Not so much what you say, but how you say it

Not so much what you say, but how you say it Whenever people enter an interaction, listen to a briefing or read an article they unconsciously form opinions about the person or people initiating the communication and the nature and credibility of the communication itself. Based on these opinions, people form an attitude towards communicator and communication, and that attitude will dictate whether they believe what is being said, whether they trust the communicator's judgment, and whether they offer any feedback. More often than not these opinions are not based on the content of the message being delivered, nor on the types of channel it is being delivered through, or on any informed knowledge about the initiator. The opinions are based on other factors the communicator's mannerisms, the way they look, and the kind of language they use. This paper will look at how such opinions are affected by the language used in communication. It will draw on a number of linguistic studies that illustrate this process in action and will demonstrate, through a case study, how manipulating this process can help to build more effective corporate communication. http://www.deepdyve.com/assets/images/DeepDyve-Logo-lg.png Journal of Communication Management Emerald Publishing

Not so much what you say, but how you say it

Journal of Communication Management, Volume 3 (2): 7 – Apr 1, 1998

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Publisher
Emerald Publishing
Copyright
Copyright © Emerald Group Publishing Limited
ISSN
1363-254X
DOI
10.1108/eb023494
Publisher site
See Article on Publisher Site

Abstract

Whenever people enter an interaction, listen to a briefing or read an article they unconsciously form opinions about the person or people initiating the communication and the nature and credibility of the communication itself. Based on these opinions, people form an attitude towards communicator and communication, and that attitude will dictate whether they believe what is being said, whether they trust the communicator's judgment, and whether they offer any feedback. More often than not these opinions are not based on the content of the message being delivered, nor on the types of channel it is being delivered through, or on any informed knowledge about the initiator. The opinions are based on other factors the communicator's mannerisms, the way they look, and the kind of language they use. This paper will look at how such opinions are affected by the language used in communication. It will draw on a number of linguistic studies that illustrate this process in action and will demonstrate, through a case study, how manipulating this process can help to build more effective corporate communication.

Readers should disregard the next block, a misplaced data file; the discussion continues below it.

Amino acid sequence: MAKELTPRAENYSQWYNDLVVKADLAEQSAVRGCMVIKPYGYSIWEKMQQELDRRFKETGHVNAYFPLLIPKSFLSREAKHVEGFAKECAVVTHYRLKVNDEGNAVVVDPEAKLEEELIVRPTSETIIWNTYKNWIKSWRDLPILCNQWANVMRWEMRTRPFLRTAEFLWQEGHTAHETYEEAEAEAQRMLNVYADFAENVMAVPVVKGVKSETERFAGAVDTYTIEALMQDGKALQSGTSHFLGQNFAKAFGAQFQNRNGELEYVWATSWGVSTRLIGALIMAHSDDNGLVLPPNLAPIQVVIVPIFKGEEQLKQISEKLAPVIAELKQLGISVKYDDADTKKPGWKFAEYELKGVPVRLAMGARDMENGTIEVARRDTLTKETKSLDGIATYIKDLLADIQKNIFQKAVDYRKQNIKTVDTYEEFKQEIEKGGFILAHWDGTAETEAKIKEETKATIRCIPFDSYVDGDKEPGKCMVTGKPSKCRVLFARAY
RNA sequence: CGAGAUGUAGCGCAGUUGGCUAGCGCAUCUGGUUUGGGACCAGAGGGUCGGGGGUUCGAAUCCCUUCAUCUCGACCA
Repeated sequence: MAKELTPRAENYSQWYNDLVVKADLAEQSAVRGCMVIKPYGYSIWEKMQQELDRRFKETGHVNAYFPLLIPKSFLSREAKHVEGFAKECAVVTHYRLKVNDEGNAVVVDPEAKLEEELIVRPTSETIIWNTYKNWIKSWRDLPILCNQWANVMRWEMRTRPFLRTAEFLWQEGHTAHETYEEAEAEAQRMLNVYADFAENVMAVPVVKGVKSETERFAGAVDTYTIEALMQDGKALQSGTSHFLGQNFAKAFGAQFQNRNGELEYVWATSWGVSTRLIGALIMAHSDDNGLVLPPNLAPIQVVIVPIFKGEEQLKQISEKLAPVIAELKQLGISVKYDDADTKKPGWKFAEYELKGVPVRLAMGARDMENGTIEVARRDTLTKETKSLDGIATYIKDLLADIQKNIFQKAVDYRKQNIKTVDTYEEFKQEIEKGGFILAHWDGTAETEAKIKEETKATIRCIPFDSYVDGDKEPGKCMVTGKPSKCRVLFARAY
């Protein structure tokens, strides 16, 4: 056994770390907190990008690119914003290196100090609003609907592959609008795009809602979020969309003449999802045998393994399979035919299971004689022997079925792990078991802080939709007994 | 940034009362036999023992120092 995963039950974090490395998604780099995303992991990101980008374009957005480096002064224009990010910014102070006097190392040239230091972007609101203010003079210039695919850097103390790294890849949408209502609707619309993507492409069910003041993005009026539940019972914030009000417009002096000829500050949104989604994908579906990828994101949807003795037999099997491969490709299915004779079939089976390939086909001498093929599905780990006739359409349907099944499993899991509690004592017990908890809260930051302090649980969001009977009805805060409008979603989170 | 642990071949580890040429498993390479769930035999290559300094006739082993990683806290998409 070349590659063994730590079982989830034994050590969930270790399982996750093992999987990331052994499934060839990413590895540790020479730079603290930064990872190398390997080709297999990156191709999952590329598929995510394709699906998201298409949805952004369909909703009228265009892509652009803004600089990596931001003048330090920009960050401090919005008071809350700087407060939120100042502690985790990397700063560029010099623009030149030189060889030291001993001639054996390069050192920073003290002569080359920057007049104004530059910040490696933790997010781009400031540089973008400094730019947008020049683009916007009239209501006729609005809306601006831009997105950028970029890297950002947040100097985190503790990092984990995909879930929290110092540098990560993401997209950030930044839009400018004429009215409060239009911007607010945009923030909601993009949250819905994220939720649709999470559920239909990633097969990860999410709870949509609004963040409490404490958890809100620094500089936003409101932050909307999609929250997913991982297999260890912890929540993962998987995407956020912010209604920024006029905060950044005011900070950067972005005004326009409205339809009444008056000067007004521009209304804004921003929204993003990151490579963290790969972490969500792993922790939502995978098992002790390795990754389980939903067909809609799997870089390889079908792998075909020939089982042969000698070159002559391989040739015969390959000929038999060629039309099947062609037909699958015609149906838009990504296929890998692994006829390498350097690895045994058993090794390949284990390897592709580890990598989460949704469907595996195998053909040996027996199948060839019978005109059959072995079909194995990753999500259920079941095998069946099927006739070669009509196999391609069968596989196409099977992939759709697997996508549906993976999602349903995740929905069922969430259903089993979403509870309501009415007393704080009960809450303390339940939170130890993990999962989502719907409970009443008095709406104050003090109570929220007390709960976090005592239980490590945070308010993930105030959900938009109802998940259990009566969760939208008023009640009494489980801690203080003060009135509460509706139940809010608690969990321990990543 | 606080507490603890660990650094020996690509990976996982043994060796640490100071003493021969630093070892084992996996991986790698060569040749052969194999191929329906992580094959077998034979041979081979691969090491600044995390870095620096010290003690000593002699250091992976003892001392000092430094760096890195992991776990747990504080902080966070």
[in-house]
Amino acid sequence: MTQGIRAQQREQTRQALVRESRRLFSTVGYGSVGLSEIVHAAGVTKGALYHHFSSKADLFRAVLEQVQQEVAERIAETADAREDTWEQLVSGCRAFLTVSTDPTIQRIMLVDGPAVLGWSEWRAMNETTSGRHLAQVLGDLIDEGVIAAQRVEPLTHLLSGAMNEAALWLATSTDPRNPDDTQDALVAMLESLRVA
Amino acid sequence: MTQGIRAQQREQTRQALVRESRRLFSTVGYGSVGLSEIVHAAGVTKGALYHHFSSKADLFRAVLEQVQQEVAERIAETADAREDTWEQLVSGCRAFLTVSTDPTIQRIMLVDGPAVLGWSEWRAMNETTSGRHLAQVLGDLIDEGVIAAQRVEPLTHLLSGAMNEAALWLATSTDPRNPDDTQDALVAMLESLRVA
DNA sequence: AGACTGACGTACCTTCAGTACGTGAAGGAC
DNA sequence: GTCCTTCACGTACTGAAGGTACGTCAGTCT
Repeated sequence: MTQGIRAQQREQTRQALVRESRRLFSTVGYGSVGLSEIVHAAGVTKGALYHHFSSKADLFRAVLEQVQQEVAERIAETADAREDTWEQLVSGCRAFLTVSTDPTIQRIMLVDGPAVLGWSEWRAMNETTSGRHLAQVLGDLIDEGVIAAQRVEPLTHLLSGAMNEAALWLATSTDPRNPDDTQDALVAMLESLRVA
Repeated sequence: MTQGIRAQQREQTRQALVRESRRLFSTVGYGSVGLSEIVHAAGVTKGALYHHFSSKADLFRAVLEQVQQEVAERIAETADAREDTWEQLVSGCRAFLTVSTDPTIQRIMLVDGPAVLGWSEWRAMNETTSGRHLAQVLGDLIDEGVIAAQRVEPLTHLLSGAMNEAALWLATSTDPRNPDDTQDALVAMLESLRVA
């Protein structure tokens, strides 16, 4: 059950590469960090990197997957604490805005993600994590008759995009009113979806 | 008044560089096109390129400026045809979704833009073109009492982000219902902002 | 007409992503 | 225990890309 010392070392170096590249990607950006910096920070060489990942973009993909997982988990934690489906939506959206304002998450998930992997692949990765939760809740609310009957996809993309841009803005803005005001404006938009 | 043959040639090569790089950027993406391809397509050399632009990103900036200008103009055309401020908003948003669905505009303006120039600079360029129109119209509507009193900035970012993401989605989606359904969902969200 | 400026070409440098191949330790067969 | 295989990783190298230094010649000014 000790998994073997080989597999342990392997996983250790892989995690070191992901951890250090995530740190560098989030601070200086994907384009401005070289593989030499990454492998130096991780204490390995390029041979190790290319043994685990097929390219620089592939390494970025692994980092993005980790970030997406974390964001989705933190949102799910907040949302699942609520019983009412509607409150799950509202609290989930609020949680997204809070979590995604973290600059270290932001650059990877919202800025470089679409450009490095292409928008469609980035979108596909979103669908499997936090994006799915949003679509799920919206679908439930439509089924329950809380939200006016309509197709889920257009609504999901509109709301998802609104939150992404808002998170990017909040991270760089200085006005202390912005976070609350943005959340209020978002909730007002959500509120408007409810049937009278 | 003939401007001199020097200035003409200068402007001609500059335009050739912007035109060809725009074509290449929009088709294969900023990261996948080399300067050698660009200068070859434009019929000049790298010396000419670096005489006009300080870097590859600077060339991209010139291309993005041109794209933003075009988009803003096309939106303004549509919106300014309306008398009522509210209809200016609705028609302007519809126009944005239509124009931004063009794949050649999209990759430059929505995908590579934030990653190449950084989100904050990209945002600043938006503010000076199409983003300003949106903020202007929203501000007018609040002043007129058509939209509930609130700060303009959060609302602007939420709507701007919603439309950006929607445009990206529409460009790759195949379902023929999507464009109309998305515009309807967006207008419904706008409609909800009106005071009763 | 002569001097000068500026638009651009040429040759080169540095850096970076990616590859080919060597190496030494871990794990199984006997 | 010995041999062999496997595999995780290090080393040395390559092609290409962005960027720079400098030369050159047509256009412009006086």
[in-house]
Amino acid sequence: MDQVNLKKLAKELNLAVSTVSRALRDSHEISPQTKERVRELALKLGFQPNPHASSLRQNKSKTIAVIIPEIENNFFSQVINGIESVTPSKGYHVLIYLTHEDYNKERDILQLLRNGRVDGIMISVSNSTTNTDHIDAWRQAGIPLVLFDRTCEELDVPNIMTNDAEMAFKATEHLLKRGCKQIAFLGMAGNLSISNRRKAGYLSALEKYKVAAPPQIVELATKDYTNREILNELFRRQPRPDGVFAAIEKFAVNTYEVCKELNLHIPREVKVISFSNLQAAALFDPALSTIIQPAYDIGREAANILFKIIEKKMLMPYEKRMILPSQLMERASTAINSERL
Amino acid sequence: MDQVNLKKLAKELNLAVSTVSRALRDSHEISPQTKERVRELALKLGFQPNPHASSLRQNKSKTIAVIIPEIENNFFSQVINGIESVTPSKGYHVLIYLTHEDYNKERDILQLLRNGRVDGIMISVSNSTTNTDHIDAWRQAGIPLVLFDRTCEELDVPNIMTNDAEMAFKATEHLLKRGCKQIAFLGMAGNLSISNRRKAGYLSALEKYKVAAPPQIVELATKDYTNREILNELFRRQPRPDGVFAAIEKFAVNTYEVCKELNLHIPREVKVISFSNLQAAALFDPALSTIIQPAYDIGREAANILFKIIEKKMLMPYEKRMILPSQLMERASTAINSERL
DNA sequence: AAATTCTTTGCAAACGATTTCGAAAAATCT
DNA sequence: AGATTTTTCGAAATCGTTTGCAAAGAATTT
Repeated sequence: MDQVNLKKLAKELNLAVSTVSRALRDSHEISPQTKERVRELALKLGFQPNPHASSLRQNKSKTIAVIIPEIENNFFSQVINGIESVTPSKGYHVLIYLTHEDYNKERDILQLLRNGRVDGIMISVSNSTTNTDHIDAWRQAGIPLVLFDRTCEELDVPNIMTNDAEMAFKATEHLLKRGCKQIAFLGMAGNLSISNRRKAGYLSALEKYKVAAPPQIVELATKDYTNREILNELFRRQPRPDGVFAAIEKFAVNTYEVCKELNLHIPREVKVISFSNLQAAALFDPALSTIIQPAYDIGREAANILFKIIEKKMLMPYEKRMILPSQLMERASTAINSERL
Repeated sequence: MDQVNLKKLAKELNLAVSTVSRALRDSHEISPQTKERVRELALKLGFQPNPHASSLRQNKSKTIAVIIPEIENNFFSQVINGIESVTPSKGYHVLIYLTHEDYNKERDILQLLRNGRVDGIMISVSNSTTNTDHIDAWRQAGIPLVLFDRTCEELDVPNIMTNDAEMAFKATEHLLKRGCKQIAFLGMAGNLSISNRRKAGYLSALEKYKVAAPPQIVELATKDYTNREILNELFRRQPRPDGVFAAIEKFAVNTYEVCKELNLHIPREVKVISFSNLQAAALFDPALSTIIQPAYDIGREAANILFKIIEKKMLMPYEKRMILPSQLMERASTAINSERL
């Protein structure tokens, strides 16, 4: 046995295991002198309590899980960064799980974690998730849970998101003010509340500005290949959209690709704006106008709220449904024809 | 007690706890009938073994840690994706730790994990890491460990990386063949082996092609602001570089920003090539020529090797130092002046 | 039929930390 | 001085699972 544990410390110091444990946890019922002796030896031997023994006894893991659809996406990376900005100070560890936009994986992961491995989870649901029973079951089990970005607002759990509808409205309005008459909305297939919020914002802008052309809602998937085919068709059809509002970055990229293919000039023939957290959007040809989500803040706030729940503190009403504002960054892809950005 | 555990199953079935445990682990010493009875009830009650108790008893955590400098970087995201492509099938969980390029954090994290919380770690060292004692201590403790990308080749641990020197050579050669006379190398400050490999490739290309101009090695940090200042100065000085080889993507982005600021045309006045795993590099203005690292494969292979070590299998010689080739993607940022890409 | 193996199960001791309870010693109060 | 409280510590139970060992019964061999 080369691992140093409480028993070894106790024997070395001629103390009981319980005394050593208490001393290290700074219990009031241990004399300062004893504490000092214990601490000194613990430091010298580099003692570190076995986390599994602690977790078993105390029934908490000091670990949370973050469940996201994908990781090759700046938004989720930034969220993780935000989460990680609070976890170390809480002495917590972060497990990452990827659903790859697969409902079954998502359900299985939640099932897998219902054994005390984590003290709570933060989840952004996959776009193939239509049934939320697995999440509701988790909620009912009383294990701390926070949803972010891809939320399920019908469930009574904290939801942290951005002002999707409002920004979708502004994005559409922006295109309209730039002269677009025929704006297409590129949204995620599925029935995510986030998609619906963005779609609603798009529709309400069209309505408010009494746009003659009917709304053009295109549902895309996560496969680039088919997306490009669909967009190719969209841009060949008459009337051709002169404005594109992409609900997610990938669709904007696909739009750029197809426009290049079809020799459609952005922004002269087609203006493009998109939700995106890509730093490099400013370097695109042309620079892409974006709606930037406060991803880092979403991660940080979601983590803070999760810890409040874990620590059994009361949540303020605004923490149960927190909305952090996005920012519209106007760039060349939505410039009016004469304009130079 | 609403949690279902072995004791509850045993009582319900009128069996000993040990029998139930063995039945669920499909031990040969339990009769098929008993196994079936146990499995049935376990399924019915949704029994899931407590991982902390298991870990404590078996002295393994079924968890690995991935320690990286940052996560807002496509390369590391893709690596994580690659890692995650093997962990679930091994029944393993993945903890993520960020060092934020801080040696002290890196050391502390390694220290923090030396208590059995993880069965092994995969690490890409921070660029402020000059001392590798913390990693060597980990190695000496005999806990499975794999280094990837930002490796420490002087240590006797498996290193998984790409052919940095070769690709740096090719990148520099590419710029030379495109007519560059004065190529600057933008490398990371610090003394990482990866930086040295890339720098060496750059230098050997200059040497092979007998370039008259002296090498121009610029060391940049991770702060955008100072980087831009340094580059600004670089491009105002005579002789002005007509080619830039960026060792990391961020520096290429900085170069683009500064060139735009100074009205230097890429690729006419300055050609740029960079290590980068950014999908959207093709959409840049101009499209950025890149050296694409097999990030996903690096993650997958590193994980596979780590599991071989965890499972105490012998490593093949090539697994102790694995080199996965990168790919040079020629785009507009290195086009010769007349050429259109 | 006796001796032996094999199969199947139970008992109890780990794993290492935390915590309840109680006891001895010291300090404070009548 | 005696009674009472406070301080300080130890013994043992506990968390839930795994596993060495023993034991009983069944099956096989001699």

Journal

Journal of Communication ManagementEmerald Publishing

Published: Apr 1, 1998

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